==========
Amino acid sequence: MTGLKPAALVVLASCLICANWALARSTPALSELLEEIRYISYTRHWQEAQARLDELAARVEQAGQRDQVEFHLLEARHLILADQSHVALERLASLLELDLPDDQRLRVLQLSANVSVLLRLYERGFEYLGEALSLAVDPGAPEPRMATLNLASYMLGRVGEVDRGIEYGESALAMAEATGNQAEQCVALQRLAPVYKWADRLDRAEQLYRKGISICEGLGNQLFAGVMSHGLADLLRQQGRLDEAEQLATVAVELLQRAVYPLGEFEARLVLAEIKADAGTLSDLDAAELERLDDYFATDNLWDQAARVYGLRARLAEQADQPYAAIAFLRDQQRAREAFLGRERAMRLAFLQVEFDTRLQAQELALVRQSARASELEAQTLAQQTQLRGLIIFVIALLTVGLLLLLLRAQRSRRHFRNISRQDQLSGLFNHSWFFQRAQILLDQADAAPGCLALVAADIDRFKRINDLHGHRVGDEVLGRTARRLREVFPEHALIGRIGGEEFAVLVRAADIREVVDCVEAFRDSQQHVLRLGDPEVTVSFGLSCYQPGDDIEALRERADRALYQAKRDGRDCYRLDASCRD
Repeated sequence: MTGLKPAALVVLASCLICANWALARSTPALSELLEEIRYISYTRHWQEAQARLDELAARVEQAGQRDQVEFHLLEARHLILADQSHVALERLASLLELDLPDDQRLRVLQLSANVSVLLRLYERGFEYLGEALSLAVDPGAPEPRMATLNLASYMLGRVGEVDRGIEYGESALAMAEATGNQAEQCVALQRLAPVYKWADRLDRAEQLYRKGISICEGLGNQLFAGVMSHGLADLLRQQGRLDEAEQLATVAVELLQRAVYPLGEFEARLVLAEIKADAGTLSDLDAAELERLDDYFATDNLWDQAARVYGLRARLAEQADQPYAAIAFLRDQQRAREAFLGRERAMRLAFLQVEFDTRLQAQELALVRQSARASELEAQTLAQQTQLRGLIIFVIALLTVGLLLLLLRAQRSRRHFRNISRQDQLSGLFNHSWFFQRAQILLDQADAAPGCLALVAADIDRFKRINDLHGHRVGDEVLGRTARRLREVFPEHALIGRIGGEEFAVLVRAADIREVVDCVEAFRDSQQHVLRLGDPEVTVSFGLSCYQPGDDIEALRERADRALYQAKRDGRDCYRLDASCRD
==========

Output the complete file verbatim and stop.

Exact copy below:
Amino acid sequence: MTGLKPAALVVLASCLICANWALARSTPALSELLEEIRYISYTRHWQEAQARLDELAARVEQAGQRDQVEFHLLEARHLILADQSHVALERLASLLELDLPDDQRLRVLQLSANVSVLLRLYERGFEYLGEALSLAVDPGAPEPRMATLNLASYMLGRVGEVDRGIEYGESALAMAEATGNQAEQCVALQRLAPVYKWADRLDRAEQLYRKGISICEGLGNQLFAGVMSHGLADLLRQQGRLDEAEQLATVAVELLQRAVYPLGEFEARLVLAEIKADAGTLSDLDAAELERLDDYFATDNLWDQAARVYGLRARLAEQADQPYAAIAFLRDQQRAREAFLGRERAMRLAFLQVEFDTRLQAQELALVRQSARASELEAQTLAQQTQLRGLIIFVIALLTVGLLLLLLRAQRSRRHFRNISRQDQLSGLFNHSWFFQRAQILLDQADAAPGCLALVAADIDRFKRINDLHGHRVGDEVLGRTARRLREVFPEHALIGRIGGEEFAVLVRAADIREVVDCVEAFRDSQQHVLRLGDPEVTVSFGLSCYQPGDDIEALRERADRALYQAKRDGRDCYRLDASCRD
Repeated sequence: MTGLKPAALVVLASCLICANWALARSTPALSELLEEIRYISYTRHWQEAQARLDELAARVEQAGQRDQVEFHLLEARHLILADQSHVALERLASLLELDLPDDQRLRVLQLSANVSVLLRLYERGFEYLGEALSLAVDPGAPEPRMATLNLASYMLGRVGEVDRGIEYGESALAMAEATGNQAEQCVALQRLAPVYKWADRLDRAEQLYRKGISICEGLGNQLFAGVMSHGLADLLRQQGRLDEAEQLATVAVELLQRAVYPLGEFEARLVLAEIKADAGTLSDLDAAELERLDDYFATDNLWDQAARVYGLRARLAEQADQPYAAIAFLRDQQRAREAFLGRERAMRLAFLQVEFDTRLQAQELALVRQSARASELEAQTLAQQTQLRGLIIFVIALLTVGLLLLLLRAQRSRRHFRNISRQDQLSGLFNHSWFFQRAQILLDQADAAPGCLALVAADIDRFKRINDLHGHRVGDEVLGRTARRLREVFPEHALIGRIGGEEFAVLVRAADIREVVDCVEAFRDSQQHVLRLGDPEVTVSFGLSCYQPGDDIEALRERADRALYQAKRDGRDCYRLDASCRD